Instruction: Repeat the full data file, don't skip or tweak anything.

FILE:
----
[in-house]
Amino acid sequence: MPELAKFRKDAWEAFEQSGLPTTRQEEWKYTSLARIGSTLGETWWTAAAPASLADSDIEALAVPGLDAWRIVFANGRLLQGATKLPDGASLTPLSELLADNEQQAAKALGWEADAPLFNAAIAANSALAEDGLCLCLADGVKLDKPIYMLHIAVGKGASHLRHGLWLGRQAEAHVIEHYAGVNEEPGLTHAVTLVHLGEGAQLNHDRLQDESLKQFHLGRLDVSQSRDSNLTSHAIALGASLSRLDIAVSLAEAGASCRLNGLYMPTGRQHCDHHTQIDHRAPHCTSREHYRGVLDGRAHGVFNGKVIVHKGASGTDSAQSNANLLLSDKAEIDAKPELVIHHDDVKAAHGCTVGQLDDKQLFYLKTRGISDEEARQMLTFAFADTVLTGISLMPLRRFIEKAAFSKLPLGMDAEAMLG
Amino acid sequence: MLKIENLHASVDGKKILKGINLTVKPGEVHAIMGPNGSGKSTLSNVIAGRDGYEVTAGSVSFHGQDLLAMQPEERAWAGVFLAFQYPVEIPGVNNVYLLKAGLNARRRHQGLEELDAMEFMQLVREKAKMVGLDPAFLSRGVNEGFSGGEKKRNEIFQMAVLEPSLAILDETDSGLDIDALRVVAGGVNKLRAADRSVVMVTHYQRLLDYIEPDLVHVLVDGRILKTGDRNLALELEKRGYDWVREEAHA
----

[in-house]
Amino acid sequence: MPELAKFRKDAWEAFEQSGLPTTRQEEWKYTSLARIGSTLGETWWTAAAPASLADSDIEALAVPGLDAWRIVFANGRLLQGATKLPDGASLTPLSELLADNEQQAAKALGWEADAPLFNAAIAANSALAEDGLCLCLADGVKLDKPIYMLHIAVGKGASHLRHGLWLGRQAEAHVIEHYAGVNEEPGLTHAVTLVHLGEGAQLNHDRLQDESLKQFHLGRLDVSQSRDSNLTSHAIALGASLSRLDIAVSLAEAGASCRLNGLYMPTGRQHCDHHTQIDHRAPHCTSREHYRGVLDGRAHGVFNGKVIVHKGASGTDSAQSNANLLLSDKAEIDAKPELVIHHDDVKAAHGCTVGQLDDKQLFYLKTRGISDEEARQMLTFAFADTVLTGISLMPLRRFIEKAAFSKLPLGMDAEAMLG
Amino acid sequence: MLKIENLHASVDGKKILKGINLTVKPGEVHAIMGPNGSGKSTLSNVIAGRDGYEVTAGSVSFHGQDLLAMQPEERAWAGVFLAFQYPVEIPGVNNVYLLKAGLNARRRHQGLEELDAMEFMQLVREKAKMVGLDPAFLSRGVNEGFSGGEKKRNEIFQMAVLEPSLAILDETDSGLDIDALRVVAGGVNKLRAADRSVVMVTHYQRLLDYIEPDLVHVLVDGRILKTGDRNLALELEKRGYDWVREEAHA